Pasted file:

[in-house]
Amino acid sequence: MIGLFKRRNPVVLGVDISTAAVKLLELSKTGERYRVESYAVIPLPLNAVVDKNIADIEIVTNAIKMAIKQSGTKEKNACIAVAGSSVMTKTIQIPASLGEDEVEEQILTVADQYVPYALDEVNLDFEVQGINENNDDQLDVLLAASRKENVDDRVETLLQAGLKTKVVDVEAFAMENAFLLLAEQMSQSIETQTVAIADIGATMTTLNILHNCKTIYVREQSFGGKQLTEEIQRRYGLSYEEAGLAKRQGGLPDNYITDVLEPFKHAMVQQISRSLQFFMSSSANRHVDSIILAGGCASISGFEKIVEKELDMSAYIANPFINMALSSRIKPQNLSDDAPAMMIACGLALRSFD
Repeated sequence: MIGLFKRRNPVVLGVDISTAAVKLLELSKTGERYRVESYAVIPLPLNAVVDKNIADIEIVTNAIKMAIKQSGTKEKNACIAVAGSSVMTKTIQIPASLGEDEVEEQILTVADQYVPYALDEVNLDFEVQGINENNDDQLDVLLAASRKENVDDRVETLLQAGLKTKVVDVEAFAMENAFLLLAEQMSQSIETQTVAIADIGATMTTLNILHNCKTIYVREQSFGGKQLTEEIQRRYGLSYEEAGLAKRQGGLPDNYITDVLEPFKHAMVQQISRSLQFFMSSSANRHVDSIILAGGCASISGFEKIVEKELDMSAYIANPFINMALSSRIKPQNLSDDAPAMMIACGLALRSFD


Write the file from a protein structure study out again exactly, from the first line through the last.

[in-house]
Amino acid sequence: MIGLFKRRNPVVLGVDISTAAVKLLELSKTGERYRVESYAVIPLPLNAVVDKNIADIEIVTNAIKMAIKQSGTKEKNACIAVAGSSVMTKTIQIPASLGEDEVEEQILTVADQYVPYALDEVNLDFEVQGINENNDDQLDVLLAASRKENVDDRVETLLQAGLKTKVVDVEAFAMENAFLLLAEQMSQSIETQTVAIADIGATMTTLNILHNCKTIYVREQSFGGKQLTEEIQRRYGLSYEEAGLAKRQGGLPDNYITDVLEPFKHAMVQQISRSLQFFMSSSANRHVDSIILAGGCASISGFEKIVEKELDMSAYIANPFINMALSSRIKPQNLSDDAPAMMIACGLALRSFD
Repeated sequence: MIGLFKRRNPVVLGVDISTAAVKLLELSKTGERYRVESYAVIPLPLNAVVDKNIADIEIVTNAIKMAIKQSGTKEKNACIAVAGSSVMTKTIQIPASLGEDEVEEQILTVADQYVPYALDEVNLDFEVQGINENNDDQLDVLLAASRKENVDDRVETLLQAGLKTKVVDVEAFAMENAFLLLAEQMSQSIETQTVAIADIGATMTTLNILHNCKTIYVREQSFGGKQLTEEIQRRYGLSYEEAGLAKRQGGLPDNYITDVLEPFKHAMVQQISRSLQFFMSSSANRHVDSIILAGGCASISGFEKIVEKELDMSAYIANPFINMALSSRIKPQNLSDDAPAMMIACGLALRSFD